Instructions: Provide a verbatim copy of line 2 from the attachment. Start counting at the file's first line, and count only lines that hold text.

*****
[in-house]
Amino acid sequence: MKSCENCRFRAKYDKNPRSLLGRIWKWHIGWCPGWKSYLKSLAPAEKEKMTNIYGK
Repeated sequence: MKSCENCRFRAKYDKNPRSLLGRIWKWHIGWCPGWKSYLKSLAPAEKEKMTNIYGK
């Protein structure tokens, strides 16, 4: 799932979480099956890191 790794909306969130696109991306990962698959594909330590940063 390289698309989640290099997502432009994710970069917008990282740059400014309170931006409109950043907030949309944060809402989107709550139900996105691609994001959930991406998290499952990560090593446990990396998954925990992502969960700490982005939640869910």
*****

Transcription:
Amino acid sequence: MKSCENCRFRAKYDKNPRSLLGRIWKWHIGWCPGWKSYLKSLAPAEKEKMTNIYGK